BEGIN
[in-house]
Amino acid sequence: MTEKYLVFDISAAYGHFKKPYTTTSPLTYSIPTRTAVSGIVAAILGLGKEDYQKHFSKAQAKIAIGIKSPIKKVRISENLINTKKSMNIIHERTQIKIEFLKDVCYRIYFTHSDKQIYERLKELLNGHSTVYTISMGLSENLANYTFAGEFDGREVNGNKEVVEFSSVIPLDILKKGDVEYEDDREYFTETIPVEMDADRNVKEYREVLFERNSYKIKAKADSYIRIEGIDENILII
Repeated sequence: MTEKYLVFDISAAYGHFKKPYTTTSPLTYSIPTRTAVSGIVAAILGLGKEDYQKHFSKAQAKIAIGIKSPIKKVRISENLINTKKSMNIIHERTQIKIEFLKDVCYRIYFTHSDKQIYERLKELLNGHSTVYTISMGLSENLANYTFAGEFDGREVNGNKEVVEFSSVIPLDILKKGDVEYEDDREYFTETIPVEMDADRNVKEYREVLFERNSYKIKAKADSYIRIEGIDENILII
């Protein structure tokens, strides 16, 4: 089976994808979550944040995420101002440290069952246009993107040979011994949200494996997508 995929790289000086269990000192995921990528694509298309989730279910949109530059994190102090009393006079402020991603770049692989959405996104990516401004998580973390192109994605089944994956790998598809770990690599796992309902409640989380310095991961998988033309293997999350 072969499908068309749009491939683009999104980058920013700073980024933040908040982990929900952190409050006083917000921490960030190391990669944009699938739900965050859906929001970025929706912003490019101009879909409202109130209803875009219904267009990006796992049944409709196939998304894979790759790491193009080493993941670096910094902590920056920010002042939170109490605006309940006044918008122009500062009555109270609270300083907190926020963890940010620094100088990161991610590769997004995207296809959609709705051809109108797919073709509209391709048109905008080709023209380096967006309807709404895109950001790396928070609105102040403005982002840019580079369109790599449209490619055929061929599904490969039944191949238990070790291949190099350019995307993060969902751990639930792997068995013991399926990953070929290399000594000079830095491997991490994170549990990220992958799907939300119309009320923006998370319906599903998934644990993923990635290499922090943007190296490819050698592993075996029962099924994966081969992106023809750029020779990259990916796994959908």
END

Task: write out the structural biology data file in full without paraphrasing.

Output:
[in-house]
Amino acid sequence: MTEKYLVFDISAAYGHFKKPYTTTSPLTYSIPTRTAVSGIVAAILGLGKEDYQKHFSKAQAKIAIGIKSPIKKVRISENLINTKKSMNIIHERTQIKIEFLKDVCYRIYFTHSDKQIYERLKELLNGHSTVYTISMGLSENLANYTFAGEFDGREVNGNKEVVEFSSVIPLDILKKGDVEYEDDREYFTETIPVEMDADRNVKEYREVLFERNSYKIKAKADSYIRIEGIDENILII
Repeated sequence: MTEKYLVFDISAAYGHFKKPYTTTSPLTYSIPTRTAVSGIVAAILGLGKEDYQKHFSKAQAKIAIGIKSPIKKVRISENLINTKKSMNIIHERTQIKIEFLKDVCYRIYFTHSDKQIYERLKELLNGHSTVYTISMGLSENLANYTFAGEFDGREVNGNKEVVEFSSVIPLDILKKGDVEYEDDREYFTETIPVEMDADRNVKEYREVLFERNSYKIKAKADSYIRIEGIDENILII
């Protein structure tokens, strides 16, 4: 089976994808979550944040995420101002440290069952246009993107040979011994949200494996997508 995929790289000086269990000192995921990528694509298309989730279910949109530059994190102090009393006079402020991603770049692989959405996104990516401004998580973390192109994605089944994956790998598809770990690599796992309902409640989380310095991961998988033309293997999350 072969499908068309749009491939683009999104980058920013700073980024933040908040982990929900952190409050006083917000921490960030190391990669944009699938739900965050859906929001970025929706912003490019101009879909409202109130209803875009219904267009990006796992049944409709196939998304894979790759790491193009080493993941670096910094902590920056920010002042939170109490605006309940006044918008122009500062009555109270609270300083907190926020963890940010620094100088990161991610590769997004995207296809959609709705051809109108797919073709509209391709048109905008080709023209380096967006309807709404895109950001790396928070609105102040403005982002840019580079369109790599449209490619055929061929599904490969039944191949238990070790291949190099350019995307993060969902751990639930792997068995013991399926990953070929290399000594000079830095491997991490994170549990990220992958799907939300119309009320923006998370319906599903998934644990993923990635290499922090943007190296490819050698592993075996029962099924994966081969992106023809750029020779990259990916796994959908």